Iran’s World Cup in 1950 was one of the most memorable in the history of the sport, and it’s one of just a handful of World Cups to have featured a full-time player from each team.
But the final is often forgotten, and for good reason.
The 1950 World Cup, held in Tehran, featured a wide range of stars, from legendary footballers to lesser-known but equally legendary athletes.
It’s a classic example of the game’s history being used to make an argument for itself.
In the final, the two finalists were pitted against each other in a semi-final with two rounds of knockout play.
With the score at 3-3 in the first half, the hosts, the Iranian Football Association (IRFA), had already won the first two games of the series.
That meant Iran could not afford to lose in the third leg.
Iran had scored six goals to four from the previous three matches, but they were all conceded by their hosts.
That left Iran with a commanding lead and it would be no surprise if they were able to break it in the last minute.
But instead, the game went to penalties, which Iran lost 1-0.
And in the second half, after Iran scored again, a replay was called to determine who would win the match.
In fact, the replay was a double-header, with Iran losing the first leg 1-1 to the hosts.
But what happened next is perhaps the most extraordinary aspect of the story.
As the referee, Shafiq Kargol, was about to call the game, an injured player, who appeared to be playing the part of a striker, appeared and, in the midst of the penalty shootout, ripped the ball from his opponent’s hands.
This was not the first time a player had pulled the strings of a game, and the only other such incident that had ever occurred in Iran was the infamous 1972 FA Cup final between the champions of England and the FA Cup finalists.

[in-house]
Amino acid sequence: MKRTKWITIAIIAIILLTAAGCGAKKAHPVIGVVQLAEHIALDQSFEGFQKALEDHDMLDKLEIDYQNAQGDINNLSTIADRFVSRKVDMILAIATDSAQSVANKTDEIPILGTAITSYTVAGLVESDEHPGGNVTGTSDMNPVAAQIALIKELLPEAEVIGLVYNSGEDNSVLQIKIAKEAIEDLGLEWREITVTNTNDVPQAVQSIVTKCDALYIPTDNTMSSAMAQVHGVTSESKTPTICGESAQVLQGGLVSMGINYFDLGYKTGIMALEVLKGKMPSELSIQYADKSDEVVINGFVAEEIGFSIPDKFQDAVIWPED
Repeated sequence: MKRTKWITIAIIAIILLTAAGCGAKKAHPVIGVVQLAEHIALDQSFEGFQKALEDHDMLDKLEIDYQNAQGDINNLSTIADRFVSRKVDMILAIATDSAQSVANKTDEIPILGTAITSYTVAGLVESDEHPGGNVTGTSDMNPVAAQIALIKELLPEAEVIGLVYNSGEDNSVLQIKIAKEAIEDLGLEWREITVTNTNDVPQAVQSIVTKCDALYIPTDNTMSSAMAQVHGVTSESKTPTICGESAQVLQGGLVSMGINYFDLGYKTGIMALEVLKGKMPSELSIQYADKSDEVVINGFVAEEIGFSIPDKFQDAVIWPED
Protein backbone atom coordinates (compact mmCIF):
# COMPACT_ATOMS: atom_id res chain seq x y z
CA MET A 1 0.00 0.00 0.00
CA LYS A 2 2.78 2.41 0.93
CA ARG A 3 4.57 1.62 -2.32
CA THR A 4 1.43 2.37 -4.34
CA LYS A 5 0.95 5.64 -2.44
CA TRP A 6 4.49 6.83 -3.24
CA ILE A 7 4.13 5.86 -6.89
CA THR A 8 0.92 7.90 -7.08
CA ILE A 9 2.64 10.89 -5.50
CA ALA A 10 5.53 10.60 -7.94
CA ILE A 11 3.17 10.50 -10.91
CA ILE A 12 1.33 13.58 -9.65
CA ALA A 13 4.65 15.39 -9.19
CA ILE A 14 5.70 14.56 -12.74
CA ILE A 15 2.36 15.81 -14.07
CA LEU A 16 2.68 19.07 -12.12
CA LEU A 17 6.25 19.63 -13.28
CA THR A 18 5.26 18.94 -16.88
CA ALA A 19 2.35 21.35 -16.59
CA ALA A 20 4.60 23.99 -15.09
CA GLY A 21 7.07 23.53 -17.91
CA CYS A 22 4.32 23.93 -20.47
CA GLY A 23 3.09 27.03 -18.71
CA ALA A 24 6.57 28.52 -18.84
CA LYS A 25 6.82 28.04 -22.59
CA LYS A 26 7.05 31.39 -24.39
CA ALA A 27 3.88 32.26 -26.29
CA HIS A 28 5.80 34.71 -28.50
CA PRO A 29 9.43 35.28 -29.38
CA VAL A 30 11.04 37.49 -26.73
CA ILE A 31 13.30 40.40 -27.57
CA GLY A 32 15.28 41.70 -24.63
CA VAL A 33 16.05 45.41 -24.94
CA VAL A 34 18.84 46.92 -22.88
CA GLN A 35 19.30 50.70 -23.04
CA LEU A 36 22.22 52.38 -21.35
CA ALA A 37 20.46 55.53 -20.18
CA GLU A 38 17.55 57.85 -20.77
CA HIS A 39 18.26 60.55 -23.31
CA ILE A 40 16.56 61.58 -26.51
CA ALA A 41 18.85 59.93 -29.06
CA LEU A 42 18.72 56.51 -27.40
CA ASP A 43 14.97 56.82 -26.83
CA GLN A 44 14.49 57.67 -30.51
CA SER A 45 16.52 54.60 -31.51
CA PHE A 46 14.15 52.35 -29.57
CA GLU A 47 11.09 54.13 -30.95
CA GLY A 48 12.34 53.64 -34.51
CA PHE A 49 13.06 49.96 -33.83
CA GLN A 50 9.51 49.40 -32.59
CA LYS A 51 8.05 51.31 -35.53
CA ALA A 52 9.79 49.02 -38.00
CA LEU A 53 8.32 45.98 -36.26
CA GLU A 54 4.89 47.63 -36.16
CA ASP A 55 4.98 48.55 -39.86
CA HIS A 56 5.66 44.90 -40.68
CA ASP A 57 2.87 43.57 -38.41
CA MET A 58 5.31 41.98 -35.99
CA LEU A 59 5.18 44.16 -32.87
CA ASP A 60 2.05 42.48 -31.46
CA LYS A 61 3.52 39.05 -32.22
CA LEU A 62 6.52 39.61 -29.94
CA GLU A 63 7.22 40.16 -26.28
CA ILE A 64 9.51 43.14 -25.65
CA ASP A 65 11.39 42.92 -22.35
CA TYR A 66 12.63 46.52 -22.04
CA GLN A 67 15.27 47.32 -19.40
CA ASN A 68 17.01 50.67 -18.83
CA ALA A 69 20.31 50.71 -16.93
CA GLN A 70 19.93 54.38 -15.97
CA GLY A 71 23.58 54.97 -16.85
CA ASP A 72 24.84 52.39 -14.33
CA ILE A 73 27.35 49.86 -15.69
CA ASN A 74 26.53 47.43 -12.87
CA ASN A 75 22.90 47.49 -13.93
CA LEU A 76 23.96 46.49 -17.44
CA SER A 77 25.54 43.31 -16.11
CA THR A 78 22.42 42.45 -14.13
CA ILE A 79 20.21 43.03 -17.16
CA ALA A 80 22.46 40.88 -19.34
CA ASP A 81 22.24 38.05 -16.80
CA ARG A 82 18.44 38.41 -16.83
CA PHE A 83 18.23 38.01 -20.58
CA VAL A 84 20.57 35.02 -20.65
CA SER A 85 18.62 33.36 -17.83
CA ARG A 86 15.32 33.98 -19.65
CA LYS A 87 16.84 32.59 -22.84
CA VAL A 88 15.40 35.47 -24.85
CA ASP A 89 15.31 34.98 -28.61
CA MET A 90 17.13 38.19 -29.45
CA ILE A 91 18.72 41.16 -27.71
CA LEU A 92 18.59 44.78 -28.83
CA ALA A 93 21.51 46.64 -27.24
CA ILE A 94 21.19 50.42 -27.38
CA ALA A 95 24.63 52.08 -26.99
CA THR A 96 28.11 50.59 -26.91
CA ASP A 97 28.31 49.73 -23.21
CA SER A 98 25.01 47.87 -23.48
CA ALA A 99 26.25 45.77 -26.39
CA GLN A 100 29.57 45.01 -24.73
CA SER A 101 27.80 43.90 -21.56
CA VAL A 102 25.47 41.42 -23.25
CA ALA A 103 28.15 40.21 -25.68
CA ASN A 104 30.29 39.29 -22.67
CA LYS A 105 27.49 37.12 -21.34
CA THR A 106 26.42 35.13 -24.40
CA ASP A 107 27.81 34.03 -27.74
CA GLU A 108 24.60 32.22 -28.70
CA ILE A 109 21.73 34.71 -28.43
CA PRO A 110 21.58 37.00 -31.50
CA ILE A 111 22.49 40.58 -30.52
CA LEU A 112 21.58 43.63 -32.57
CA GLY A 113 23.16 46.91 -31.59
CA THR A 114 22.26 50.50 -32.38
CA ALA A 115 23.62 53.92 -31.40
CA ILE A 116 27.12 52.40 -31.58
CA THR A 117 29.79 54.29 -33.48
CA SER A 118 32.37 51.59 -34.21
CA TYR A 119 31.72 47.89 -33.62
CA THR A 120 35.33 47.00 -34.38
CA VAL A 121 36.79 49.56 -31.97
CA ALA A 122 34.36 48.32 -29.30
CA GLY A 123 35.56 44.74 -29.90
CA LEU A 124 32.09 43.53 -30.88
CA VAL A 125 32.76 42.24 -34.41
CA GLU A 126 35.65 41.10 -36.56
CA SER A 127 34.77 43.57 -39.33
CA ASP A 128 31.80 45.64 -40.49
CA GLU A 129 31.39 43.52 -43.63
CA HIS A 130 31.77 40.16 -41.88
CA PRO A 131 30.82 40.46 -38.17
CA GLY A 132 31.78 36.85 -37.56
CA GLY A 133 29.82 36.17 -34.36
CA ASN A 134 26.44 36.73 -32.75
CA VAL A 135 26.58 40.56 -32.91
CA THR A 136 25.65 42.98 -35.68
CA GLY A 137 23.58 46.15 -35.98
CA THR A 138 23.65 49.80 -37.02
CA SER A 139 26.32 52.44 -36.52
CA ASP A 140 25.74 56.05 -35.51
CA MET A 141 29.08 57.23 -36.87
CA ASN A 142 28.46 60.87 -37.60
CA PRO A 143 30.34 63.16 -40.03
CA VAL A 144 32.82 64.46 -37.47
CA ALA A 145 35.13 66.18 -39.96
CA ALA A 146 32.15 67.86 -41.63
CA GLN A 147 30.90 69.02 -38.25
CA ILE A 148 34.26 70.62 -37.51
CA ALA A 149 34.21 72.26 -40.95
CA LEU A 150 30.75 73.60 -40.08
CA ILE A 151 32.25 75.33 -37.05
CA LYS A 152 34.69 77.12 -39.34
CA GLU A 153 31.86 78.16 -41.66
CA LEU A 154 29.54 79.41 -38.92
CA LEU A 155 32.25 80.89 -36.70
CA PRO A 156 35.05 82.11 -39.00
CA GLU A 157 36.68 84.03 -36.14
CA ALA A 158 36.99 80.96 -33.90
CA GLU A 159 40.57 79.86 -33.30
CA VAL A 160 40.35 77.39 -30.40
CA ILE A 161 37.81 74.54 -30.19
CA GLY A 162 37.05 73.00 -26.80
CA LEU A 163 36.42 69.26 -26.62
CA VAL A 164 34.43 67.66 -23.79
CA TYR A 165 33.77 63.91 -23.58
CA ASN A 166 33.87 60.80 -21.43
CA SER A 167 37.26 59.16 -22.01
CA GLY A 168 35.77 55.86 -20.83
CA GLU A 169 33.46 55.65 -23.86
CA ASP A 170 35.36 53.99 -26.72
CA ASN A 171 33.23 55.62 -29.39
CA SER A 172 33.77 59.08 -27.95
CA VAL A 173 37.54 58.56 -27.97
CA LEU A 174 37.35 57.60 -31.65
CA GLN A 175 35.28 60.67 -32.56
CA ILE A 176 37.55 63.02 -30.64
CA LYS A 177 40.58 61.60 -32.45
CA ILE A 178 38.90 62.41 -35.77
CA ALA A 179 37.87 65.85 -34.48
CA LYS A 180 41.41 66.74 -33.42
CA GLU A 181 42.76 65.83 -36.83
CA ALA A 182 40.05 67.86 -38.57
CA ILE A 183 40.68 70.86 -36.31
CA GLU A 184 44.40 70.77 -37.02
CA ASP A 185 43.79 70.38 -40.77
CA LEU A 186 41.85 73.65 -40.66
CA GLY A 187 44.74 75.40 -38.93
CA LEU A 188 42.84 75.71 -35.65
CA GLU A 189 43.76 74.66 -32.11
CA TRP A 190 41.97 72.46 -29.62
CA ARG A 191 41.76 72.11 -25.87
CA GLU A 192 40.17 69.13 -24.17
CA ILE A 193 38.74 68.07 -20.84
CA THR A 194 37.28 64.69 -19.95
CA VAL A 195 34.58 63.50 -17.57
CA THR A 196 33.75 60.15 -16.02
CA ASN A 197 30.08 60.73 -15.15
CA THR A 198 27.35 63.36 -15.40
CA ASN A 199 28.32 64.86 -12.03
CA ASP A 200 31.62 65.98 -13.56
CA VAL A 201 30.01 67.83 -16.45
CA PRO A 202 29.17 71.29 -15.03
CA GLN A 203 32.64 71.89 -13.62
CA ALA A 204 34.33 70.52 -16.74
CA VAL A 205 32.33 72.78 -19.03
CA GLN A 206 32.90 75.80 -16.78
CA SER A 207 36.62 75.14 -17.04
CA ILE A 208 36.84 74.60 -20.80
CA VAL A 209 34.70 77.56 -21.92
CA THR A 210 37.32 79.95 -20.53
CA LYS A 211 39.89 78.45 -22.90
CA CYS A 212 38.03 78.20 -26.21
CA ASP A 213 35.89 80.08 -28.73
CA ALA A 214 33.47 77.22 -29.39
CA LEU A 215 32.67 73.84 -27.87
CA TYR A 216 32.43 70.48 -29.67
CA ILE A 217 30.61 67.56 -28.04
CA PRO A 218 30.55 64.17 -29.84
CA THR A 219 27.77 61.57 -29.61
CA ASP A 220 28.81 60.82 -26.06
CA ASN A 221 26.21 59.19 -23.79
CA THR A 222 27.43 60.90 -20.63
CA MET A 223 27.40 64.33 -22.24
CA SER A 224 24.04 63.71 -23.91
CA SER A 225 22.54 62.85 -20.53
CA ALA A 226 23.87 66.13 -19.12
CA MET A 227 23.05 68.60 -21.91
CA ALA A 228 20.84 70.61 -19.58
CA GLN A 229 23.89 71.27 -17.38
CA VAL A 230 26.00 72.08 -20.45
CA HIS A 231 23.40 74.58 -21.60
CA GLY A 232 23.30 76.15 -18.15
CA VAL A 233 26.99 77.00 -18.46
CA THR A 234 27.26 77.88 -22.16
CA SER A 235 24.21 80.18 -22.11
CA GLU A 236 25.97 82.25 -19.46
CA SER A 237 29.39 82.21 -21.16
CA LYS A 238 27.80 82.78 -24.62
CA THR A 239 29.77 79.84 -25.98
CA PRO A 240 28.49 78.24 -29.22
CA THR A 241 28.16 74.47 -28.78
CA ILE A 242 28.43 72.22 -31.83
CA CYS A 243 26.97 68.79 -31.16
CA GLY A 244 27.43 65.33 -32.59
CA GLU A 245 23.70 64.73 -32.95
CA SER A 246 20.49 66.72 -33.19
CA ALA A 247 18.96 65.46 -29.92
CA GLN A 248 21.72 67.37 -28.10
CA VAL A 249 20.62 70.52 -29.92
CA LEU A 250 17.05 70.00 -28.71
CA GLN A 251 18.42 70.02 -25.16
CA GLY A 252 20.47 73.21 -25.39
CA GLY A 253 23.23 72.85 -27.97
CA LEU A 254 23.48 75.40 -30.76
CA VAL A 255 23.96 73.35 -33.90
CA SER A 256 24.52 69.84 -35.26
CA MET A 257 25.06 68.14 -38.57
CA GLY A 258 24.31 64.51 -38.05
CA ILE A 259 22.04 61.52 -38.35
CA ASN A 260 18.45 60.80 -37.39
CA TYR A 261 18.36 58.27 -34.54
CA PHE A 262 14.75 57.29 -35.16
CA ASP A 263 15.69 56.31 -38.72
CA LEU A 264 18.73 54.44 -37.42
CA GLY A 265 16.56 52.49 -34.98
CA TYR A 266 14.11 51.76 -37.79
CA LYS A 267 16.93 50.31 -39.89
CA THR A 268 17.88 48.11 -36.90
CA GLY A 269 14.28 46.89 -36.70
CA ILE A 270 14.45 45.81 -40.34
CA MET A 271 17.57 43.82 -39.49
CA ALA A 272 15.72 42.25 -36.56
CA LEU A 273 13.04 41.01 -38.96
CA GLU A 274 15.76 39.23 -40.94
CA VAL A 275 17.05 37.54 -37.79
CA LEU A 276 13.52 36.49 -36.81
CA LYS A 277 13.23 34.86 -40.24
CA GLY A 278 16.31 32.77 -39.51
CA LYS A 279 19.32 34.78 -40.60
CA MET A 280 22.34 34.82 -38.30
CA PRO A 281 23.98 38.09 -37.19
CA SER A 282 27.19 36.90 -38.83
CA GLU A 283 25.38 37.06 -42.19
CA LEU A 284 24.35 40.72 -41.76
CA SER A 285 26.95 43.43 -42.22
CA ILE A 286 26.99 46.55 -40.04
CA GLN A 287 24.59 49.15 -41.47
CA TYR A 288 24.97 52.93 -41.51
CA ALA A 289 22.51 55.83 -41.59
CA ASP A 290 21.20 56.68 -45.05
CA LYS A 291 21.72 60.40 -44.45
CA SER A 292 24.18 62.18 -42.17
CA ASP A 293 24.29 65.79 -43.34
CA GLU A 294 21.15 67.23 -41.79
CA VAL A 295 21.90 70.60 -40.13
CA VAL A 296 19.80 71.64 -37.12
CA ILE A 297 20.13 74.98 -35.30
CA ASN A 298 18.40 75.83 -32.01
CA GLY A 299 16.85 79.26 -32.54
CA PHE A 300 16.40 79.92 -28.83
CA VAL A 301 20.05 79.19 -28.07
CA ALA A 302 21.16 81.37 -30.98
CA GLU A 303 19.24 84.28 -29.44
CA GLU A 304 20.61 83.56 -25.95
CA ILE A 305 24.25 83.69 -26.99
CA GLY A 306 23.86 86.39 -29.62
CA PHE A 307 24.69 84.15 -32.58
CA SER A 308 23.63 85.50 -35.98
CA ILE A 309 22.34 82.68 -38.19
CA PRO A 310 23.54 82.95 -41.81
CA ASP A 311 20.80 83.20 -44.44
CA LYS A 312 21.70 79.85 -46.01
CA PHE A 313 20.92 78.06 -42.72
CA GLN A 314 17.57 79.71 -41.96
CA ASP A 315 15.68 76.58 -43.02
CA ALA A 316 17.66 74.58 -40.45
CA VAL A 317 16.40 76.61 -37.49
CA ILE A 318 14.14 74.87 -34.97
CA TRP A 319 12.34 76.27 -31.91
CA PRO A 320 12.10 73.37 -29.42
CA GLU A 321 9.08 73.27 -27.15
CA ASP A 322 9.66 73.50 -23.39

This is a clip from the match between the FA and England in 1974.
It was a close call, but the referee had the referee’s decision overturned.
Iran’s winning goal was scored by a player who had played no part in the game.
But, as the match went on, this player was being shown on the TV replays the same player had been playing against, and as soon as he had seen that he began to cry.
When the match was finished, Kargul had his decision overturned and the game was replayed.
But after the game he said he had not been informed about any of the players involved in the match and, according to the official IRFA account, had never seen the player.
This incident was never properly investigated.
The story of this player is part of the Iran-Pakistan rivalry that was at its height in the late 1960s, and in recent years it has been a cause for some friction between the countries.
This year, when the Iranian FA released a video of its first ever game in Iran, it was heavily criticised for portraying a player as a striker and ignoring the fact that the player was a goalkeeper.
It also appeared that the referee did not notice that this was the player who pulled the string of the match, or that he had been shown on TV replicas of the same footage, which showed him playing the role of a goalkeeper, not the striker.
However, the player himself has said that he did not know the player had played a role in the referee making his decision.
“I did not see that video.
I was not told about the player’s involvement,” he told a local newspaper.
“It’s a shame because I did not even know who the referee was.”
And the Iranian player himself said he would never be a professional goalkeeper again.
“Football is not about money.
It is about love.
It takes a special type of player,” he said.
“If I could do it all over again, I would give up football.
It has changed my life, but I am a man who always looks for the future.”
This story has been edited to clarify some facts.